Explosante-Fixe - Photographie & Surrealisme
Rosalind E. Krauss, Jane Livingston, Dawn Ades
Publisher:Hazan - 2002
Number of Pages:243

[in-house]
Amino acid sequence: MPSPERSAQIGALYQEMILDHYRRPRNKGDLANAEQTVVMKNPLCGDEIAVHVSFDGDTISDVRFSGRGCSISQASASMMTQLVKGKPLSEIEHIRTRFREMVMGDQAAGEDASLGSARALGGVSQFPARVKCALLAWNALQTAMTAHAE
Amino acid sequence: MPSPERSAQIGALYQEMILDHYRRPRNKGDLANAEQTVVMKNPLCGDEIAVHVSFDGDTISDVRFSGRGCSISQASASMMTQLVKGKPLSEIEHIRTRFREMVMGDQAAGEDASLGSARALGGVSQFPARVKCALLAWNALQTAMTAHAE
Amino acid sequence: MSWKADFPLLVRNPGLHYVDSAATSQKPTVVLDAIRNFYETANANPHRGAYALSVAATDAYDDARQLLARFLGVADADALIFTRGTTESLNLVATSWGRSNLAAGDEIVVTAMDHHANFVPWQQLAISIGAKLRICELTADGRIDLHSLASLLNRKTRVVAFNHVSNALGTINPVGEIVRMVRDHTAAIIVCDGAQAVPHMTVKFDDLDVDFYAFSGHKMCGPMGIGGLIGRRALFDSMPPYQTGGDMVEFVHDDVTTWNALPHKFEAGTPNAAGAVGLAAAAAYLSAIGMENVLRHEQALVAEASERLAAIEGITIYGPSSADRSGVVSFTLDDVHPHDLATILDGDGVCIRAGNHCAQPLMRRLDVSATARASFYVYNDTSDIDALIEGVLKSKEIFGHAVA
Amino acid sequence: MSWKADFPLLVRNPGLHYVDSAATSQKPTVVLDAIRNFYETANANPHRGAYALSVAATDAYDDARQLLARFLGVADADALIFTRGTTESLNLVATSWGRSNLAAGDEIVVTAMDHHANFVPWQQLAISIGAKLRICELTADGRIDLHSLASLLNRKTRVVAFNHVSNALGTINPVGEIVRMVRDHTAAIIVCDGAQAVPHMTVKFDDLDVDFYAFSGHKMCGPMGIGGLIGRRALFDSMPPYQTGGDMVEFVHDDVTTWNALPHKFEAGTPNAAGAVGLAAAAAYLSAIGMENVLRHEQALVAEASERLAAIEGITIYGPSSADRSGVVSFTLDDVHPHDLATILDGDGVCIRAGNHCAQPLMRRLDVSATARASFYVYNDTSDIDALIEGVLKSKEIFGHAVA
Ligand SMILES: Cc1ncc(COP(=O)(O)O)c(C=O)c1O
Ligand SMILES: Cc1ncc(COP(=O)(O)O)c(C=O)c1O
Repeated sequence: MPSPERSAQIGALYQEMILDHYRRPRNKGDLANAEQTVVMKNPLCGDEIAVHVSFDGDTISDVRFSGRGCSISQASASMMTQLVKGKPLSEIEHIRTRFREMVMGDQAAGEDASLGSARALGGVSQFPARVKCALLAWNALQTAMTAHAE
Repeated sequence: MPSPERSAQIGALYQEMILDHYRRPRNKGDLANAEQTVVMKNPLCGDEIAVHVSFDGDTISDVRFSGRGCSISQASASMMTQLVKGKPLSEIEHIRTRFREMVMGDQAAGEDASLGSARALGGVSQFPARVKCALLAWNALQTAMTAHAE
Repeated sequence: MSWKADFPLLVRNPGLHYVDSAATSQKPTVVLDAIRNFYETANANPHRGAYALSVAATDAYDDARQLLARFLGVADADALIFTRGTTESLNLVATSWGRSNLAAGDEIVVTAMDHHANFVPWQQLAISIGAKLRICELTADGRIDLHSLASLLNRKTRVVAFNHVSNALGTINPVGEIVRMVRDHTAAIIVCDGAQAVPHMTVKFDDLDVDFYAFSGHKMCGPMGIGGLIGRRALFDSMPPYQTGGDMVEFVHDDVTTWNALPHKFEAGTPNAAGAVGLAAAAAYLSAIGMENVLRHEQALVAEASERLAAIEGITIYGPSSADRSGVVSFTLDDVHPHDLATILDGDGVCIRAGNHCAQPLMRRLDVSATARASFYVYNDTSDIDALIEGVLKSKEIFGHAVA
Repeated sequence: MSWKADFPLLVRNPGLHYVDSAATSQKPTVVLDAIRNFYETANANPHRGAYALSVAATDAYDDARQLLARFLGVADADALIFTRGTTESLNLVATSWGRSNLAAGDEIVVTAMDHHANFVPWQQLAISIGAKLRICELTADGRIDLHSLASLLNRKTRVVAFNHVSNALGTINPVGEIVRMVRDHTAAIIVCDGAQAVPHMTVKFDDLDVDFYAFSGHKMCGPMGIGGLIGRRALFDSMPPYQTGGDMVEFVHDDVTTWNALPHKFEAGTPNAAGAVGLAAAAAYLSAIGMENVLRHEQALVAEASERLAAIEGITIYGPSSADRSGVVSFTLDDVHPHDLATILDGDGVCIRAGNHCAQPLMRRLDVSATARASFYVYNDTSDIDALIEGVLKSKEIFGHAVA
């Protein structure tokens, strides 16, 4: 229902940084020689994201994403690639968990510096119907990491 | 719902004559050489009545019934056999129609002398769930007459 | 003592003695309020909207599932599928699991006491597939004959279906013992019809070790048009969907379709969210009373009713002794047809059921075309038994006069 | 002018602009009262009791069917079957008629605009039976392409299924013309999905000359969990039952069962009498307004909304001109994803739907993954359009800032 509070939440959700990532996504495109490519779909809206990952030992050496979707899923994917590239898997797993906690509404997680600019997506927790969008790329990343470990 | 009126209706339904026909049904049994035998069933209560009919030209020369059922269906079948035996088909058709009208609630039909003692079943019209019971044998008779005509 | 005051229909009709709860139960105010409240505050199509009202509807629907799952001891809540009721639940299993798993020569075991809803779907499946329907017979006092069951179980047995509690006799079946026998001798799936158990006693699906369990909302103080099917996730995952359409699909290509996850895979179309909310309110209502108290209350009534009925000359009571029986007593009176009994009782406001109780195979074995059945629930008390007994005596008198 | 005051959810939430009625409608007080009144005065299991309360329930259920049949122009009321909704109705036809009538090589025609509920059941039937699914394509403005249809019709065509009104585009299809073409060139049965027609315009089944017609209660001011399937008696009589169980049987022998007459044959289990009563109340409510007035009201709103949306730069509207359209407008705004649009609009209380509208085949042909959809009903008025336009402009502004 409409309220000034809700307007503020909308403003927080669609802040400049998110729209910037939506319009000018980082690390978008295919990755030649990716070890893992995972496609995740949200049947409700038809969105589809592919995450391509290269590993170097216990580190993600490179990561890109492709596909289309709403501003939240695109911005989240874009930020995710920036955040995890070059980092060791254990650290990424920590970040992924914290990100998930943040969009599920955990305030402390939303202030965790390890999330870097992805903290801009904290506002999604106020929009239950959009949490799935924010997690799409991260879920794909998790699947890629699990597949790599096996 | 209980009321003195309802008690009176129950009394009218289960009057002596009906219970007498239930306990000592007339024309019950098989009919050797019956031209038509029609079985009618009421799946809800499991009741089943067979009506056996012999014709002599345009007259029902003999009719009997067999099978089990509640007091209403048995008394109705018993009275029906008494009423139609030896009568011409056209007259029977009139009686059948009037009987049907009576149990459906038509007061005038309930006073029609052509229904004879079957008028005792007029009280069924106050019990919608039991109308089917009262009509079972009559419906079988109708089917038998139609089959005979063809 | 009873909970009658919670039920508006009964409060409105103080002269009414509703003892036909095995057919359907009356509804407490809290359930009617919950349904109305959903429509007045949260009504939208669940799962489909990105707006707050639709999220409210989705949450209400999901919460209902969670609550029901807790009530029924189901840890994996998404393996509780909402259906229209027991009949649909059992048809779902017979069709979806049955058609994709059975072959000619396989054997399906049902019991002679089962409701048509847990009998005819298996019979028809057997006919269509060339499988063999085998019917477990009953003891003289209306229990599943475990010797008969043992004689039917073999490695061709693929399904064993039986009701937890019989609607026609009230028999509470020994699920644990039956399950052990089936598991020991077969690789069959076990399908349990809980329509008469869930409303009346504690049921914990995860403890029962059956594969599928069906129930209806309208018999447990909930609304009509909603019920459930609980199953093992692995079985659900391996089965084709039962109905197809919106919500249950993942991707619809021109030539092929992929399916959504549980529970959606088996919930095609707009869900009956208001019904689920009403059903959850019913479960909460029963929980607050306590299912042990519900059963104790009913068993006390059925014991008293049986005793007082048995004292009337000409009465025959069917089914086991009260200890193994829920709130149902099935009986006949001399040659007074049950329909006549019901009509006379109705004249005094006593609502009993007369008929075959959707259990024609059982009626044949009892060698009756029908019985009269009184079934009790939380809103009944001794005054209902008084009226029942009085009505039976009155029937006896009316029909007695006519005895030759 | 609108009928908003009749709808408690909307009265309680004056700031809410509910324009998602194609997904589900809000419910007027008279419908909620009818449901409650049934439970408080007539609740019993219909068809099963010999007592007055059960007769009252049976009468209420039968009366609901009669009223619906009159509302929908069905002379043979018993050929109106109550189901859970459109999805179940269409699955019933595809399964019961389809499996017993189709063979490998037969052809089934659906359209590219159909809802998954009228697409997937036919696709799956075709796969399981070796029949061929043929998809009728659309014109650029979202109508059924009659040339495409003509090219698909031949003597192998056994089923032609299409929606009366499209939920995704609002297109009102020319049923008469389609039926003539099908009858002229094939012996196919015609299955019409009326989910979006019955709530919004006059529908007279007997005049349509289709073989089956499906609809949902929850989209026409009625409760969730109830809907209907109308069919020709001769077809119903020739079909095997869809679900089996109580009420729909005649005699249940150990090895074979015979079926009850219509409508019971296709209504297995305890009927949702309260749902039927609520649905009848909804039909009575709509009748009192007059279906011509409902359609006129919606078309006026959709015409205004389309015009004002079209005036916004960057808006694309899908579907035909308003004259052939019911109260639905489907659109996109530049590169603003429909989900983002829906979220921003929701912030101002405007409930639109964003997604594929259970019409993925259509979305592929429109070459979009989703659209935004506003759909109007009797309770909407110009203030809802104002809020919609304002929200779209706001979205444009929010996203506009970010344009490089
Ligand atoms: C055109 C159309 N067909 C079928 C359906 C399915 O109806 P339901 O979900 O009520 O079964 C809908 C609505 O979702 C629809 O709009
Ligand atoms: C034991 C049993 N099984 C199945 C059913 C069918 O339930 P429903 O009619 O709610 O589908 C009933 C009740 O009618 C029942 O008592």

" And when will all good books stop being illustrated with drawings and appear only with photographs? " That's what André Breton asked himself in the early 1920s. This wish in his impatience shows the decisive role of photography in the surrealist aesthetic. Its omnipresence in everyday life, in newspapers, advertisements and magazines, fascinated the Surrealists, who were always quick to find the marvellous in everyday life. The marvellous is the great talismanic concept, the key to the surrealist theory. To understand it, photography is essential: in the midst of the tumult and diversity of the plastic works of Surrealism, it is difficult to discern a principle of stylistic unity. But photography, in its contribution to "convulsive beauty", offers precisely here a key that allows us to enter as if inside the Surrealist aesthetic. There is a frequent prejudice that photography, as a "realistic" means of expression, is fundamentally incompatible with a movement dedicated to the subjective, the dream and the unconscious. For a long time, critics saw in surrealist photography only a pale imitation of the works created by painters and this is why it remained largely unexplored. Exposante-Fixe: Photography and Surrealism shows how a few pioneers used the ability of the photographic lens to observe the eye to serve surrealist subjectivity. This book also challenges the conventional wisdom that a surrealist photograph is necessarily a fake image. On the contrary, the Surrealists have, on the contrary, largely exploited truth photography to illustrate their literary or theoretical texts. No one before (except Walter Benjamin) had studied these photographs in the context of the novel, poetry or prose they accompanied when first published. This book abounds in fantastic images born of the manipulation, in the darkroom, of the games of light and chance. Erotic, disturbing, disconcerting or humorous, they are among the most beautiful and bewitching that the surrealist vision has inspired artists such as Man Ray, Marcel Duchamp, René Magritte, Max Ernst, André Breton, Brassaï, Salvador Dali, André Kertész, Raoul Ubac, Jaques-André Boiffard, Lee Miller and Hans Bellmer.